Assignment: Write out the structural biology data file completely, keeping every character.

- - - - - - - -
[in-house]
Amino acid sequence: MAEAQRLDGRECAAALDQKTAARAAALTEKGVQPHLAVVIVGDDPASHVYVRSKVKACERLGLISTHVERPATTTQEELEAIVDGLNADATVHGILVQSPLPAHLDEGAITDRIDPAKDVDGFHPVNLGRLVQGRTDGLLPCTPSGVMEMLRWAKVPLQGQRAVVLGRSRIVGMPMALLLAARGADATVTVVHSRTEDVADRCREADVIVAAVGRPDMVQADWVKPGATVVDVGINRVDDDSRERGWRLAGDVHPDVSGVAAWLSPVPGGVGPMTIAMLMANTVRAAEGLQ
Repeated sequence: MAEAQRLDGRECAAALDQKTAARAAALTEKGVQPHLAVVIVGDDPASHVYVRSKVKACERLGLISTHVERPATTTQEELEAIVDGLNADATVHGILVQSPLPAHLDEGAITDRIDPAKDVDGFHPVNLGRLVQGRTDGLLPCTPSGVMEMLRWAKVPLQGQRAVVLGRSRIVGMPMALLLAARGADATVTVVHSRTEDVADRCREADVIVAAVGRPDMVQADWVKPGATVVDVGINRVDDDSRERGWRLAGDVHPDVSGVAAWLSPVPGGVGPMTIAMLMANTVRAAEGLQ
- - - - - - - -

[in-house]
Amino acid sequence: MAEAQRLDGRECAAALDQKTAARAAALTEKGVQPHLAVVIVGDDPASHVYVRSKVKACERLGLISTHVERPATTTQEELEAIVDGLNADATVHGILVQSPLPAHLDEGAITDRIDPAKDVDGFHPVNLGRLVQGRTDGLLPCTPSGVMEMLRWAKVPLQGQRAVVLGRSRIVGMPMALLLAARGADATVTVVHSRTEDVADRCREADVIVAAVGRPDMVQADWVKPGATVVDVGINRVDDDSRERGWRLAGDVHPDVSGVAAWLSPVPGGVGPMTIAMLMANTVRAAEGLQ
Repeated sequence: MAEAQRLDGRECAAALDQKTAARAAALTEKGVQPHLAVVIVGDDPASHVYVRSKVKACERLGLISTHVERPATTTQEELEAIVDGLNADATVHGILVQSPLPAHLDEGAITDRIDPAKDVDGFHPVNLGRLVQGRTDGLLPCTPSGVMEMLRWAKVPLQGQRAVVLGRSRIVGMPMALLLAARGADATVTVVHSRTEDVADRCREADVIVAAVGRPDMVQADWVKPGATVVDVGINRVDDDSRERGWRLAGDVHPDVSGVAAWLSPVPGGVGPMTIAMLMANTVRAAEGLQ